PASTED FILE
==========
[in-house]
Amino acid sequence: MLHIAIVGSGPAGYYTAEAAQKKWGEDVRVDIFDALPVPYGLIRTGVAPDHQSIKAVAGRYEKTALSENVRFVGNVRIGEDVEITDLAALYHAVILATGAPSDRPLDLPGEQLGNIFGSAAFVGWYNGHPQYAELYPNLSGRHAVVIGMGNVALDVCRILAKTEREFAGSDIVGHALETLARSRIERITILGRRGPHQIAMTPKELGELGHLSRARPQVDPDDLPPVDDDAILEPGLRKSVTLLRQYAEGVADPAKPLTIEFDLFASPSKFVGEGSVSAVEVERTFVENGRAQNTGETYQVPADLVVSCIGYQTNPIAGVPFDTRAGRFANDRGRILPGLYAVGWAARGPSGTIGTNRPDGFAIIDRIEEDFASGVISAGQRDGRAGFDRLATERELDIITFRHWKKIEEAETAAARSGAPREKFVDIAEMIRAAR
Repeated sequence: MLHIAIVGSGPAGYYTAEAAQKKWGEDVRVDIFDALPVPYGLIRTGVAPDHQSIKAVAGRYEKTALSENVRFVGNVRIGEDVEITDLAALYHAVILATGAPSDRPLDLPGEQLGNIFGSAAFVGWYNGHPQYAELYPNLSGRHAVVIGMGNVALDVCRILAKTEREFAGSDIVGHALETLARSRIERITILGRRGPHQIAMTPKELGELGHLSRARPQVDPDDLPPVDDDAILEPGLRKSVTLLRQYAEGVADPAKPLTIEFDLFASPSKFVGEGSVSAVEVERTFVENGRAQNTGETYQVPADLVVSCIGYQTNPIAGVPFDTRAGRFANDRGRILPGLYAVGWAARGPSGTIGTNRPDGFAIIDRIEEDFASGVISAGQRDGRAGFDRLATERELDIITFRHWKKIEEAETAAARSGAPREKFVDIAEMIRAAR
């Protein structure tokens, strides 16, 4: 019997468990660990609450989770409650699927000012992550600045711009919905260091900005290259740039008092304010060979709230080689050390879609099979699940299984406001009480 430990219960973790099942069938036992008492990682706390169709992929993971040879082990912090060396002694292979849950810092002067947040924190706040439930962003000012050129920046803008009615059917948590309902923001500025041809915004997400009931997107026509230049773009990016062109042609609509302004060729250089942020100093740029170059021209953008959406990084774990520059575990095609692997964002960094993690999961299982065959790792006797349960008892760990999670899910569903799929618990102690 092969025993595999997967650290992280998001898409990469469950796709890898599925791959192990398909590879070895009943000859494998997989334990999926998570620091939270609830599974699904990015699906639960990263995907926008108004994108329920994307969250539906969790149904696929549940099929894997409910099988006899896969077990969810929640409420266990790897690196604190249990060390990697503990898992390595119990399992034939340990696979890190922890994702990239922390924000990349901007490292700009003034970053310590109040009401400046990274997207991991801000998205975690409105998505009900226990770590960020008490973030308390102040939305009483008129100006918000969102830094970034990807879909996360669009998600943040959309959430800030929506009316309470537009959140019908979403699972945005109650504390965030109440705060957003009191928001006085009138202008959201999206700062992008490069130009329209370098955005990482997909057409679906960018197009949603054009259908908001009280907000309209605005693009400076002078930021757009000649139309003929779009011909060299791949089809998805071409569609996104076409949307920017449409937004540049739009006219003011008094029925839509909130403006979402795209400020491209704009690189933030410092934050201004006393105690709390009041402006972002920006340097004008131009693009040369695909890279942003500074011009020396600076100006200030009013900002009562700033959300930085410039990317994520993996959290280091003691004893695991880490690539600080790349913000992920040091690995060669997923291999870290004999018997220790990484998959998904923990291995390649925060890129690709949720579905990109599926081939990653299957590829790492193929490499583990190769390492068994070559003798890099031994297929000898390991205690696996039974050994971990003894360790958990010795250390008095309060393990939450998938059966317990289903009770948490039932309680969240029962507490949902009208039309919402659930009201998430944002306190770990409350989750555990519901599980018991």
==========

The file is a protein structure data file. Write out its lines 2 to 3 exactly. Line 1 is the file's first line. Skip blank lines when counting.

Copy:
Amino acid sequence: MLHIAIVGSGPAGYYTAEAAQKKWGEDVRVDIFDALPVPYGLIRTGVAPDHQSIKAVAGRYEKTALSENVRFVGNVRIGEDVEITDLAALYHAVILATGAPSDRPLDLPGEQLGNIFGSAAFVGWYNGHPQYAELYPNLSGRHAVVIGMGNVALDVCRILAKTEREFAGSDIVGHALETLARSRIERITILGRRGPHQIAMTPKELGELGHLSRARPQVDPDDLPPVDDDAILEPGLRKSVTLLRQYAEGVADPAKPLTIEFDLFASPSKFVGEGSVSAVEVERTFVENGRAQNTGETYQVPADLVVSCIGYQTNPIAGVPFDTRAGRFANDRGRILPGLYAVGWAARGPSGTIGTNRPDGFAIIDRIEEDFASGVISAGQRDGRAGFDRLATERELDIITFRHWKKIEEAETAAARSGAPREKFVDIAEMIRAAR
Repeated sequence: MLHIAIVGSGPAGYYTAEAAQKKWGEDVRVDIFDALPVPYGLIRTGVAPDHQSIKAVAGRYEKTALSENVRFVGNVRIGEDVEITDLAALYHAVILATGAPSDRPLDLPGEQLGNIFGSAAFVGWYNGHPQYAELYPNLSGRHAVVIGMGNVALDVCRILAKTEREFAGSDIVGHALETLARSRIERITILGRRGPHQIAMTPKELGELGHLSRARPQVDPDDLPPVDDDAILEPGLRKSVTLLRQYAEGVADPAKPLTIEFDLFASPSKFVGEGSVSAVEVERTFVENGRAQNTGETYQVPADLVVSCIGYQTNPIAGVPFDTRAGRFANDRGRILPGLYAVGWAARGPSGTIGTNRPDGFAIIDRIEEDFASGVISAGQRDGRAGFDRLATERELDIITFRHWKKIEEAETAAARSGAPREKFVDIAEMIRAAR